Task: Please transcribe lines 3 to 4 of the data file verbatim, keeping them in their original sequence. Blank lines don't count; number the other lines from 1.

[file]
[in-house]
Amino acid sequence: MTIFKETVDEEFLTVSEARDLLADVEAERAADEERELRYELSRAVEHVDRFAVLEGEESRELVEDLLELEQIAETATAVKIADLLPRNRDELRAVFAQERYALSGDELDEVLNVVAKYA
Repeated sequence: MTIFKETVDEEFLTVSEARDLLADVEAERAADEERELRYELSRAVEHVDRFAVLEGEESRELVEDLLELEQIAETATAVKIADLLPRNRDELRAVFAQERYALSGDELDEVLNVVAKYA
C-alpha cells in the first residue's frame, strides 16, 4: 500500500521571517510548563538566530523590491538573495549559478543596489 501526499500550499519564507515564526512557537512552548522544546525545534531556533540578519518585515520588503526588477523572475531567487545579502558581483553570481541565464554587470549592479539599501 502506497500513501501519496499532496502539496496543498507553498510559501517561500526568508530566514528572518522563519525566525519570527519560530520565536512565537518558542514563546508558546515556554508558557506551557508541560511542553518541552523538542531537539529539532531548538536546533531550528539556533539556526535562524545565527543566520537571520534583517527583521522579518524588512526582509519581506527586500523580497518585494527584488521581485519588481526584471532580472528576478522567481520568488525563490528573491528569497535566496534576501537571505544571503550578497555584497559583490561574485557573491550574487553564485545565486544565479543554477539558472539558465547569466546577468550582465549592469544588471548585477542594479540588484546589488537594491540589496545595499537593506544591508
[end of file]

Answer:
Repeated sequence: MTIFKETVDEEFLTVSEARDLLADVEAERAADEERELRYELSRAVEHVDRFAVLEGEESRELVEDLLELEQIAETATAVKIADLLPRNRDELRAVFAQERYALSGDELDEVLNVVAKYA
C-alpha cells in the first residue's frame, strides 16, 4: 500500500521571517510548563538566530523590491538573495549559478543596489 501526499500550499519564507515564526512557537512552548522544546525545534531556533540578519518585515520588503526588477523572475531567487545579502558581483553570481541565464554587470549592479539599501 502506497500513501501519496499532496502539496496543498507553498510559501517561500526568508530566514528572518522563519525566525519570527519560530520565536512565537518558542514563546508558546515556554508558557506551557508541560511542553518541552523538542531537539529539532531548538536546533531550528539556533539556526535562524545565527543566520537571520534583517527583521522579518524588512526582509519581506527586500523580497518585494527584488521581485519588481526584471532580472528576478522567481520568488525563490528573491528569497535566496534576501537571505544571503550578497555584497559583490561574485557573491550574487553564485545565486544565479543554477539558472539558465547569466546577468550582465549592469544588471548585477542594479540588484546589488537594491540589496545595499537593506544591508